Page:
A team of scientists has identified a new species of “pre-mammal” based on fossils unearthed in Zambia’s Luangwa Basin in 2009. The ancient, dachshund-sized creature lived approximately 255 million years ago, in a time just before the largest mass extinction in Earth’s history.
Its discoverers include Christian Sidor, UW professor of biology and curator of vertebrate paleontology at the Burke Museum. Sidor and his colleagues, who announced their finding in the Journal of Vertebrate Paleontology, have named the creature Ichibengops munyamadziensis—or “Scarface of the Munyamadzi River.” This colorful designation combines the discovery location with the Bemba word for scar, “ichibenga,” since this long-extinct creature sported a unique groove on its upper jaw.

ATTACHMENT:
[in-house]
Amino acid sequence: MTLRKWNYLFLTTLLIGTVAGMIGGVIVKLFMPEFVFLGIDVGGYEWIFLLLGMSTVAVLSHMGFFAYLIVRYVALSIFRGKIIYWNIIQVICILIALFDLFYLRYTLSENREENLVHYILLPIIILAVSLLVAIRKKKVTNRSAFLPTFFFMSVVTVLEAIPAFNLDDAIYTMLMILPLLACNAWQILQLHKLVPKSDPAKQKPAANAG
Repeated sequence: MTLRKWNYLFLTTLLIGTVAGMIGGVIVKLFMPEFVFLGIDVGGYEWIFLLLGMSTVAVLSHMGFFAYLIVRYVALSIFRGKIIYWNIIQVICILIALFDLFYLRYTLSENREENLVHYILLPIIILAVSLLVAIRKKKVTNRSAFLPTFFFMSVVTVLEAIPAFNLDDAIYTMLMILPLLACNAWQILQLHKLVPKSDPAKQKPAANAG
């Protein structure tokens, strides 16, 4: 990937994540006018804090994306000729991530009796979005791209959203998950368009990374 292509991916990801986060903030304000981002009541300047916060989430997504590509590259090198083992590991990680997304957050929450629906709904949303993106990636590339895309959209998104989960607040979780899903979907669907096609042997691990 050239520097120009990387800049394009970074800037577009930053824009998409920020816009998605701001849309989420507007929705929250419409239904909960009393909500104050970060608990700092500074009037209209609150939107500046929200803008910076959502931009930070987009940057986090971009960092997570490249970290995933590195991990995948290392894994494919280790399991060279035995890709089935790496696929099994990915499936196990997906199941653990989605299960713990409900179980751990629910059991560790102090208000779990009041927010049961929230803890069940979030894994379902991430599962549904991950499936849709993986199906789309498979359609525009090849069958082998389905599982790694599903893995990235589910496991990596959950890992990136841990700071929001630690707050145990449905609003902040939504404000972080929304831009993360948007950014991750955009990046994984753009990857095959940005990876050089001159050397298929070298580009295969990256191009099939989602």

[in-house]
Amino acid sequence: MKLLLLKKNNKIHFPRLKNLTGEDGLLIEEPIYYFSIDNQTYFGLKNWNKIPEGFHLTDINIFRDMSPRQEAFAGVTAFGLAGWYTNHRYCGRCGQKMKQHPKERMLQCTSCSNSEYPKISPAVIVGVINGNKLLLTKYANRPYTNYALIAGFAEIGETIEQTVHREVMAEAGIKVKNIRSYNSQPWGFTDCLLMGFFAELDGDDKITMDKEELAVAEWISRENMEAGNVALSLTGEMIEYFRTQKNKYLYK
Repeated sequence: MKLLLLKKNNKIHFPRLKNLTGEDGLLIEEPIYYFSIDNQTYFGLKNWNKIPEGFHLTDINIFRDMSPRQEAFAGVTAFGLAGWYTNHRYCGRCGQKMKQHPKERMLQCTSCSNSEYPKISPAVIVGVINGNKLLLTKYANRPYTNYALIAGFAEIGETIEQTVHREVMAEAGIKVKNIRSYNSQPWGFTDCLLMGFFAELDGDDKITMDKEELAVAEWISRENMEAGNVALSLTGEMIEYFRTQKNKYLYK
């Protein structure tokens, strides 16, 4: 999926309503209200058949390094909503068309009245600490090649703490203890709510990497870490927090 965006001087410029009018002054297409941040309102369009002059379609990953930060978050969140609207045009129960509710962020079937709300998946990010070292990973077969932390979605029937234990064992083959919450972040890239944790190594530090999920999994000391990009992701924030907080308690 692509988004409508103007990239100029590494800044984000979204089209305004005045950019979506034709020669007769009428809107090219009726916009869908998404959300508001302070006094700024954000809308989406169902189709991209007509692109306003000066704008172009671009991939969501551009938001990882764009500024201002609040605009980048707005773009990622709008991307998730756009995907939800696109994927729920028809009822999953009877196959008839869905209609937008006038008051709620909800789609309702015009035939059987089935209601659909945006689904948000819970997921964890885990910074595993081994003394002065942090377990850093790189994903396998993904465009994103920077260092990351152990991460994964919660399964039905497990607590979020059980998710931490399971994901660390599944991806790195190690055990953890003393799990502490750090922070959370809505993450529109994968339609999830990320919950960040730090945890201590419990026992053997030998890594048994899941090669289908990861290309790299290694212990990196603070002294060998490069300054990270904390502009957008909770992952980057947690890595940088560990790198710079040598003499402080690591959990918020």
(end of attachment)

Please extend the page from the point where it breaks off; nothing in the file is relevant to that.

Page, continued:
Ichibengops was a member of an extinct lineage of mammal-like reptiles called therocephalians or “beast-heads,” which refers to the qualities of their skulls. Its closest known relative lived in Russia at about the same time.
Therocephalians are a sister lineage to the reptilian ancestors of modern day mammals. Ichibengops, for example, had a hard, bony palate. But the diminutive carnivore also sported an unexpected feature—grooves above its teeth, which may have been used to transmit venom. If so, this would be a rare finding among therocephalians, mammal-like reptiles and even mammals. Among mammals alive today, only the duck-billed platypus and several species of shrew produce venom.